"Happy that the world is upside down"
thecableguy | 02/13/2007
(5 out of 5 stars)
""Summer School" surprised a lot of critics by bringing something new to a genre most people had already had enough of by the time of its release (1987). With a spunky screenplay and Carl Reiner's gift for comedic timing, the film fills in a gap neglected by the majority of the decade's other high school pics, whose styles were polarized between the rebellious, goofy sexcapades found in John Hughes' brat pack series, and more "mature," galvanizing films like "Stand and Deliver."
"Summer School" begins with Danny Elfman's song "Happy" playing as the clock counts down and students prepare for summer. Reiner himself portrays usual summer teacher, Mr. Dearadorian, who happens to win fifty thousand dollars in a scratch off lottery just as the last bell rings. His boss, Vice Principal Phil Gills (Robin Thomas) tries to tell him there is no Island, but he quits anyway.
Gills approaches Freddy Shoop (Mark Harmon), a gym teacher who is ready to spend the summer in Hawaii with his girlfriend -- "We got leis on and everything." Gills threatens his tenure, so he decides to stay. Shoop tries to get his girlfriend to stay by quoting "There's no place like home." She says she understands and will just go without him.
Mr. Shoop's class is made up of group of slackers and misfits who for a variety of reasons failed the English skills test required to graduate.
There are: Dave and Chainsaw, an inseparable pair, one is obsessed with Chainsaw, the other with the film, "The Texas Chainsaw Massacre"; There's Alan, the black-sheep of a genius family; Anna Maria, a buxom foreign exchange student brushing up on her English skills; Pam House, a spaced-out surfer girl with a thing for Mr. Shoop (I think it's funny the DVD's "Set-up" menu features a picture of her); Kevin, a football player kicked off the team for "being stupid"; Jerome, who spends most of the film in the bathroom; Rhonda, who is pregnant with either Sean Penn or David Lee Roth's child, Denise, a bad driver who suffers from dyslexia, and Larry who sleeps all the time because of his night job.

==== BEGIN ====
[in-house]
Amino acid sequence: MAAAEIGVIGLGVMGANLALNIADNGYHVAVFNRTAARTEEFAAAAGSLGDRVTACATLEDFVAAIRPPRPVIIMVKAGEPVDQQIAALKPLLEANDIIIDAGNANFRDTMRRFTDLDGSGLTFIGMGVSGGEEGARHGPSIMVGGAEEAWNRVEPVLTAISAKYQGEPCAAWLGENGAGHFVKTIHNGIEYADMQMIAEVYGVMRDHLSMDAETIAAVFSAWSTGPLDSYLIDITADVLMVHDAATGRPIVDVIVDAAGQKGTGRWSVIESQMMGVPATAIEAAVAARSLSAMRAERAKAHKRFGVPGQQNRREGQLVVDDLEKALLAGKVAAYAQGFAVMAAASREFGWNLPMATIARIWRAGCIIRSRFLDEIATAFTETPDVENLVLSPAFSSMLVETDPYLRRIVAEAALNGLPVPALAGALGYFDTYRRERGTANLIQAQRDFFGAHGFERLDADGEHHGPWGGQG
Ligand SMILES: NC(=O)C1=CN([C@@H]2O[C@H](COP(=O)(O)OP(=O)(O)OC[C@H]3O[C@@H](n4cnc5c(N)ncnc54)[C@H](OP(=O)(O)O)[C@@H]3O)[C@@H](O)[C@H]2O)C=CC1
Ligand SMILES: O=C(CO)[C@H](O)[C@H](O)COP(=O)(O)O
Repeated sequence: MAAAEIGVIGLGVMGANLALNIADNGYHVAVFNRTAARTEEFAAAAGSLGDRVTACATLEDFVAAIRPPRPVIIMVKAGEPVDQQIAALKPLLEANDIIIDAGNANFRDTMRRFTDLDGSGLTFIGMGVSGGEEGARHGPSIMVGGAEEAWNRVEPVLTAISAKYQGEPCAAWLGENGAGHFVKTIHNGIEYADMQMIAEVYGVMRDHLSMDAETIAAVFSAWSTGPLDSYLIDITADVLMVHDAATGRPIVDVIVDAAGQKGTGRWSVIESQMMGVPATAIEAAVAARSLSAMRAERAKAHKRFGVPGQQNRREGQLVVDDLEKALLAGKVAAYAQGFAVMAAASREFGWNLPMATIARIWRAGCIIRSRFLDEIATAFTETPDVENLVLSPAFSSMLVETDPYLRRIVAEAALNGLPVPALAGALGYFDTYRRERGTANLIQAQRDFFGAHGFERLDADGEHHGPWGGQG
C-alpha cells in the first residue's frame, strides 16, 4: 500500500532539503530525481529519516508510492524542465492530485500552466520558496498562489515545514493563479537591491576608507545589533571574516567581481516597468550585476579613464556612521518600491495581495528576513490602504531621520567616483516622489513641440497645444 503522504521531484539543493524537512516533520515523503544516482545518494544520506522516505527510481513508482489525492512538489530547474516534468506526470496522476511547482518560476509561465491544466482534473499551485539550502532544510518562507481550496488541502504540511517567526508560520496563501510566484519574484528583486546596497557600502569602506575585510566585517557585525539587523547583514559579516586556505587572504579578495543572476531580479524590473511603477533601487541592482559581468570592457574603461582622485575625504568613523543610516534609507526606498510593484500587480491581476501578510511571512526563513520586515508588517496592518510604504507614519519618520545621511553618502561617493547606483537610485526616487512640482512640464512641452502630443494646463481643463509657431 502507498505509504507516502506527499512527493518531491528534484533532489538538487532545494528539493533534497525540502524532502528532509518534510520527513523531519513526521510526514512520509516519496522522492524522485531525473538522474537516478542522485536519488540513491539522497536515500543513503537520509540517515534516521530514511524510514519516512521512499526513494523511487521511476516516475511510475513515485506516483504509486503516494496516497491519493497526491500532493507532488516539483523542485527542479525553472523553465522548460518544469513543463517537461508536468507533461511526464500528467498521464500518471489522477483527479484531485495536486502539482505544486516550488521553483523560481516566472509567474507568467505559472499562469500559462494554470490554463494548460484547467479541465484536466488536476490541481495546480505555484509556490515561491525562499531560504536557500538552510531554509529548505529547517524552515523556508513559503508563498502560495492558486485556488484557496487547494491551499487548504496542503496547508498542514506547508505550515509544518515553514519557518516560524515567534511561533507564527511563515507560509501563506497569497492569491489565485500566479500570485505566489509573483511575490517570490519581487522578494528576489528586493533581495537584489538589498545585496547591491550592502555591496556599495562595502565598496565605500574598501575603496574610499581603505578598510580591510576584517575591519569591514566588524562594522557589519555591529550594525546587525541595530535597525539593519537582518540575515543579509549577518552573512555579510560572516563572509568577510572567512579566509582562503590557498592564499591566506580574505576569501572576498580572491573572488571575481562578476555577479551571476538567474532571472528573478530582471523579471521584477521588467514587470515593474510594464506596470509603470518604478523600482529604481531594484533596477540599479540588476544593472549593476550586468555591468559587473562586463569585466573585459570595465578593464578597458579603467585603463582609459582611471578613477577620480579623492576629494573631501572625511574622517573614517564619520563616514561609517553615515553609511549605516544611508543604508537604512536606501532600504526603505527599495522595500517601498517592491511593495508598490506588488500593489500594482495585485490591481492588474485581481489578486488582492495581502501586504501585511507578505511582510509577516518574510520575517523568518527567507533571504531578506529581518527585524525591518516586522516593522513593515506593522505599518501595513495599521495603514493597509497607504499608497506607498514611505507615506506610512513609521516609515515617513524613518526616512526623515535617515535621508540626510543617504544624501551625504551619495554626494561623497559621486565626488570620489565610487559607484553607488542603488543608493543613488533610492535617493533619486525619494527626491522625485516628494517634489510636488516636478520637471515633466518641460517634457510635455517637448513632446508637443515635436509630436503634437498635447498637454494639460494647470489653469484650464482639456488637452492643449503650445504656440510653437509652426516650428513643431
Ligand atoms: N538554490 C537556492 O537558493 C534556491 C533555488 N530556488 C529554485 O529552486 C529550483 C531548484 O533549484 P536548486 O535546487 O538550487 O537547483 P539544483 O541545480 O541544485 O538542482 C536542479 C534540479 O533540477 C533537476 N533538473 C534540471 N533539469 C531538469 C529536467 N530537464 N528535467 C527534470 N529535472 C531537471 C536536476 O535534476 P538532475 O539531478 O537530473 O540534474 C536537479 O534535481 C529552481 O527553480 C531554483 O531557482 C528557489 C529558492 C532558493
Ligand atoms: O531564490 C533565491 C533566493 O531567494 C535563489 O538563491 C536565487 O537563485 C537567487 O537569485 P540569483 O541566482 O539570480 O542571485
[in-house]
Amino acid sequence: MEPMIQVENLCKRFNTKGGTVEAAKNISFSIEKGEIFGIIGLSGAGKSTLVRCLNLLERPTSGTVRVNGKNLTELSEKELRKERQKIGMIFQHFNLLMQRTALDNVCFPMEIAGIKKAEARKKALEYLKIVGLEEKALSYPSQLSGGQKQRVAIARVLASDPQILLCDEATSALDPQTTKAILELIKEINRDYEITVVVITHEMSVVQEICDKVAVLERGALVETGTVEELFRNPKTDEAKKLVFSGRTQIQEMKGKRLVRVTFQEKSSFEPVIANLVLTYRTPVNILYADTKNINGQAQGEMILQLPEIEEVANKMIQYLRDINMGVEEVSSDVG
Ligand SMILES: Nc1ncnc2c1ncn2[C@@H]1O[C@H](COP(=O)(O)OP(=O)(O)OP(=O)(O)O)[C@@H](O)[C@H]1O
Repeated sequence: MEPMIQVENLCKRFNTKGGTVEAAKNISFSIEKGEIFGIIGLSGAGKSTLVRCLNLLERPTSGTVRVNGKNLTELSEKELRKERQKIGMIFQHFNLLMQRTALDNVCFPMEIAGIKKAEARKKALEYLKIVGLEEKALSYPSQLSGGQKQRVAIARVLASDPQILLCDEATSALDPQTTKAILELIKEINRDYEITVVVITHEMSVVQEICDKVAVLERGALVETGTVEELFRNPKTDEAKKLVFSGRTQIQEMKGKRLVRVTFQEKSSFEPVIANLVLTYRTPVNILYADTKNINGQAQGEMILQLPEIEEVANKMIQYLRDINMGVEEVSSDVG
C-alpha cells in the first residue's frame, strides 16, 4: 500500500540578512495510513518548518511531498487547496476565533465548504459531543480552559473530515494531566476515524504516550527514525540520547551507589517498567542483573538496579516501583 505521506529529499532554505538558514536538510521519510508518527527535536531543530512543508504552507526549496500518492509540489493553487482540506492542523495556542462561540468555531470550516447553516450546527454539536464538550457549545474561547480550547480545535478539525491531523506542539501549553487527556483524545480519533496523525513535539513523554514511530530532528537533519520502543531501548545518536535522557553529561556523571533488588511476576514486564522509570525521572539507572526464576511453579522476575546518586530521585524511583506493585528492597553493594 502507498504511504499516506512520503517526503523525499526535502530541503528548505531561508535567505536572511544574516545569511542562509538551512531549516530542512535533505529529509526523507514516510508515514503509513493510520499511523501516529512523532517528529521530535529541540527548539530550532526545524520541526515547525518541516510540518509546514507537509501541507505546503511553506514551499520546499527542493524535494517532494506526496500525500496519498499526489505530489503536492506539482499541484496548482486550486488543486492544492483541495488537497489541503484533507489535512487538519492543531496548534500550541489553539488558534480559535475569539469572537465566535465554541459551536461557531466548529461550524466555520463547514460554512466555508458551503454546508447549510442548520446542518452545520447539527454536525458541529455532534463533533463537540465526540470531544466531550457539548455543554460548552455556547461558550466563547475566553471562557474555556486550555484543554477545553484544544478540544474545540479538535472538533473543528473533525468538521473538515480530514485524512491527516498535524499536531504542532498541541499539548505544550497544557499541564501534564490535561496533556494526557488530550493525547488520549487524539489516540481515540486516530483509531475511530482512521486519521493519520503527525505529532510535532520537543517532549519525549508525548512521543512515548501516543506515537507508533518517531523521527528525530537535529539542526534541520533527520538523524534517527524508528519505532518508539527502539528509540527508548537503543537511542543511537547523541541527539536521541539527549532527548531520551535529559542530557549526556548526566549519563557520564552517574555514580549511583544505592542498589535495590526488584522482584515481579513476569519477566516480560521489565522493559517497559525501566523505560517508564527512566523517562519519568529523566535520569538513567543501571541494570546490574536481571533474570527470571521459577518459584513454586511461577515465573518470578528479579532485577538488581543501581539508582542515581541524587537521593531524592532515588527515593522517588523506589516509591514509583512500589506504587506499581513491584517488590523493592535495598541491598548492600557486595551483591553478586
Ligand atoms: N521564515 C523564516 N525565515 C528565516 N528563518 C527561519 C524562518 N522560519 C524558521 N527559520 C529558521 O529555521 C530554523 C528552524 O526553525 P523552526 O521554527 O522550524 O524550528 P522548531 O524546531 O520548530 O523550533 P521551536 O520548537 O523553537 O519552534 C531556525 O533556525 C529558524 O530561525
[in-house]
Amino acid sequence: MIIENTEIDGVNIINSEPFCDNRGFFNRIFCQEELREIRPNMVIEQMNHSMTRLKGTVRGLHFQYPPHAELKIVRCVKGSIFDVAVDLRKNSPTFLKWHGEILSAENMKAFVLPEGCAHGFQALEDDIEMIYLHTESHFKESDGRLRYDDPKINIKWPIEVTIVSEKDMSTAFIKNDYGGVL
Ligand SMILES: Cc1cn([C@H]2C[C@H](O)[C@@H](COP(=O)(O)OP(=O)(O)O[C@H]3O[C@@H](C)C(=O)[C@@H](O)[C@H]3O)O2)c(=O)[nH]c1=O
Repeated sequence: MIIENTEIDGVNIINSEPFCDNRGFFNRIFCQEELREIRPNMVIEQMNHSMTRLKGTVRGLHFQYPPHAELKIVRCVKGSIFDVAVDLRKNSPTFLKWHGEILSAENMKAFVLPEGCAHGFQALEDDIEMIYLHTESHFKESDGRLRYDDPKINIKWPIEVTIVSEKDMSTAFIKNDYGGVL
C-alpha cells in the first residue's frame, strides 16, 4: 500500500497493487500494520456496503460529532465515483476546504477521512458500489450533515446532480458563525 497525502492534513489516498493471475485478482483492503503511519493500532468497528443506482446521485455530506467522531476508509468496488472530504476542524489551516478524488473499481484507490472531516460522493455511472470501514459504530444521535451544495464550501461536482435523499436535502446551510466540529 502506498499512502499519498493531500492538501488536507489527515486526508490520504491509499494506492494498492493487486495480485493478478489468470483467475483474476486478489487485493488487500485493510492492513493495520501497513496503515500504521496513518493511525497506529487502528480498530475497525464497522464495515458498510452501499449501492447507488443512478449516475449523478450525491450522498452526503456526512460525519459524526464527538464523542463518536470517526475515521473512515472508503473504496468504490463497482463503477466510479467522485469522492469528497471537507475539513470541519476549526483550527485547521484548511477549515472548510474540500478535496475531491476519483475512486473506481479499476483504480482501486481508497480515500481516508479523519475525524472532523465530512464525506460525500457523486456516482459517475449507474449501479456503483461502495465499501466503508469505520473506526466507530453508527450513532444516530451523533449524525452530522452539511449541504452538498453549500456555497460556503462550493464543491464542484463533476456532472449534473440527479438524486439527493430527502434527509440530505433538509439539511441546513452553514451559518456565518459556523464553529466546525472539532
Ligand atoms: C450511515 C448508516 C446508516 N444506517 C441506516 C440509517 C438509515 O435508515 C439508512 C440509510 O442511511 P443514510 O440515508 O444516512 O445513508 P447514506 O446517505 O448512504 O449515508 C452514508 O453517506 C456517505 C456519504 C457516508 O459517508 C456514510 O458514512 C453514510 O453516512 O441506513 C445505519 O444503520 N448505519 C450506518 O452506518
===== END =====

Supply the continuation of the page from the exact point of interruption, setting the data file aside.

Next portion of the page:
At first Shoop doesn't take his job seriously and takes the class on field trips to the beach, go-kart races, and theme parks. Then Dave and Chainsaw almost get arrested for drinking on the beach. Mr. Shoop says the booze was his, and gets arrested. Gills tries to fire him, but Dave and Chainsaw put on a Grand Guignol classroom show that scares away the replacement teacher, and the students demand Shoop returns. I'm probably revealing too much plot info here, but I mainly just wanted to note the blood and guts classroom scene doesn't seem as funny now in wake of all the school shootings. Though I know if I hadn't have made splatter films in high school I probably would've blown up the school, so maybe the film will help some people.
Anyway, Shoop seeks the aid of Robin Bishop (Kirstie Alley), who is teaching honor students who are spending their summer voluntarily in a classroom nearby. He likes her. She eventually likes him, even though she's seeing Gills.
Everything turns out okay in the end as you'd expect from this type of film; what's different is that there aren't any real bad guys, just a lot of miscommunication. Gills is presented in the worst light, but even he is spared the humiliation that similar characters in this genre of films usually receive (Ferris Bueller's Ed Rooney for example.) Here, Gills just loses the girl because he's intolerant and inflexible. Shoop and his students learn how to adapt.
Before "Summer School," I always resented Harmon for ruining the TV show "Moonlighting," but now I realize it's probably due more to the show's creators having a brain freeze after David and Maddie said two dirty words and finally slept together. "Summer School" was Harmon's first role after his "Moonlighting" appearances, and it's probably his most memorable and endearing (unless you like Ted Bundy).
There are a few dated references -- for instance, Dave and Chainsaw sing Eddie Murphy's "Party All the Time" and Rhonda mentions Sean Penn's marriage to Madonna -- but the film should still entertain audiences young and old - it even includes an homage to "From Here to the Eternity," with Shoop and Robin kissing on the beach, joined by Shoop's dog, Wondermutt, and his favorite toy, a stuffed doll's head named Bob."
Really captures the 80's!!
thecableguy | 02/16/2004
(5 out of 5 stars)
"Mark Harmon at his absolute best. This is a movie that will remind you of the good times you had in the 80's if you were fortunate enough to live them. This is a movie that doesn't take itself seriously and it looked as if the cast had a great time filming it. Paramount needs to release this on DVD ASAP!!!"